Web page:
You know, Beaufort, Couturat, Zamenhof, de Waal et al. would probably like you to write graffiti on their graves

Friday, November 28, 2008

Not really Louis Couturat's tombstone. I suspect he would be pleased with a nice bit of Ido graffiti like this on his, however.

Interesting bit in an article here about Ben Yehuda, the man most responsible for taking Hebrew from a dead/liturgical language and turning it into a modern language that is now spoken by some 7 million people:
And while some of the words Ben Yehuda invented are now taken for granted - like ofanayim for bicycle - 2,000 of his words were stillborn. His word for tomato, for instance, which Hebrew speakers now universally call agvania, was badura. And his word for democracy: amunot.

Still, Ben Yehuda's achievement in midwifing a modern language that so keenly feels the press of its ancestors is immense. When he died in 1922, at age 64, his funeral was attended by 30,000.

Stavans closes his book - and the personal journey it traces - with a pilgrimage to Ben Yehuda's grave on the Mount of Olives. When he finds the gravestone, he notices that it has been spray-painted. A friend tells him that when a member of the Ben Yehuda family was informed about the desecration, apparently at the hands of ultra-Orthodox Jews, she asked, "In what language was the graffiti splashed on?"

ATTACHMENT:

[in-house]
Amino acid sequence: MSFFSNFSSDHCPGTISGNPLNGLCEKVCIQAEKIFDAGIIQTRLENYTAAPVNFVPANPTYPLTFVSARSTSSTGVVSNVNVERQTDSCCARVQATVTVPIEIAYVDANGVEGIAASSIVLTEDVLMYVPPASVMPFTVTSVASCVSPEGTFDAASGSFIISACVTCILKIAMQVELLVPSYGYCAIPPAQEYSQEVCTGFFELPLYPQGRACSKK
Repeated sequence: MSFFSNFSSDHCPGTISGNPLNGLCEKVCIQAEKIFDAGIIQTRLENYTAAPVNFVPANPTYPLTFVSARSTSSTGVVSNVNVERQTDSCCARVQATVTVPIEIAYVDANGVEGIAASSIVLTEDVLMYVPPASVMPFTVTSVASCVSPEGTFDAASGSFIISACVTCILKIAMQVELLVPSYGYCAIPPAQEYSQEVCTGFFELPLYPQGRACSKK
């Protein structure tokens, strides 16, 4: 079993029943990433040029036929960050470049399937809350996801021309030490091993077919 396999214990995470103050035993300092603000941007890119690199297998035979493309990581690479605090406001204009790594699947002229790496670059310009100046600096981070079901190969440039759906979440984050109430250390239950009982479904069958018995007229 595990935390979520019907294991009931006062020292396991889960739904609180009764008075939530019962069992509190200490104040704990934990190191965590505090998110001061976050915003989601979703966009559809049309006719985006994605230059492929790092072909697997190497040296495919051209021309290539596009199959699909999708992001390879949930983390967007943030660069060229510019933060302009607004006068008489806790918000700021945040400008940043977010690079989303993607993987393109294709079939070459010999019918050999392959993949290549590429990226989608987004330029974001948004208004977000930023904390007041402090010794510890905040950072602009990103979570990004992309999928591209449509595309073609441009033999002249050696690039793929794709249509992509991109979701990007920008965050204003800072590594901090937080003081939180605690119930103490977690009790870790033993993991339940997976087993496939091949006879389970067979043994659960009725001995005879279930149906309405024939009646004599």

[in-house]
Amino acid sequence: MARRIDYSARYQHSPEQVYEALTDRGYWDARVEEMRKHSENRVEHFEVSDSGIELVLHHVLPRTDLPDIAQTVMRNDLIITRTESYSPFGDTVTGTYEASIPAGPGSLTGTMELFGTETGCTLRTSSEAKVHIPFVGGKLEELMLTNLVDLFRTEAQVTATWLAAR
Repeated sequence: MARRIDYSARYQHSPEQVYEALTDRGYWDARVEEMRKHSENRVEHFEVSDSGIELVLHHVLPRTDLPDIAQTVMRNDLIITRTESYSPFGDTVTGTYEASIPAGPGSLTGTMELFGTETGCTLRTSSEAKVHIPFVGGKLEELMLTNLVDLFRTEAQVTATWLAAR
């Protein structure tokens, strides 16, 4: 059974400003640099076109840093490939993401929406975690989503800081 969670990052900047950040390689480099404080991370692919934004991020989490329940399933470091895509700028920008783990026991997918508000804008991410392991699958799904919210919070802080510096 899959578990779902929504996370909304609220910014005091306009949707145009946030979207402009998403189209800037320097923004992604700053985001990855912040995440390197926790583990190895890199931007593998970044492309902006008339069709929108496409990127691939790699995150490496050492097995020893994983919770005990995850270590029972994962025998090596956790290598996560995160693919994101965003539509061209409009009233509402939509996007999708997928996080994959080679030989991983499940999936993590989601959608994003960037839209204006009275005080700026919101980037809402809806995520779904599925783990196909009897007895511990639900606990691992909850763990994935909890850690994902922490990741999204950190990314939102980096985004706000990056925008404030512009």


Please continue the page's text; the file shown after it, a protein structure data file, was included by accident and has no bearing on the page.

"In Hebrew."

"Ah, then Ben Yehuda won."
It's actually pretty funny to think of a group of people with spray paint in their hands, hunched over the grave of the person that spent his life promoting the language, and then further strengthening it by writing graffiti in it, which is about as informal a setting as language can be used (generally the last place that a language begins to infiltrate and thus proof of its strength).

In the same vein, I couldn't imagine a greater honour for someone who had created and used a language for decades and decades that they intended to be the world's 2nd language than a nice bit of graffiti in the language they promoted (Linguistacho! Pro quo tu ne mortis plu frue?!).

Graffiti in another IAL, of course, would be an insult.


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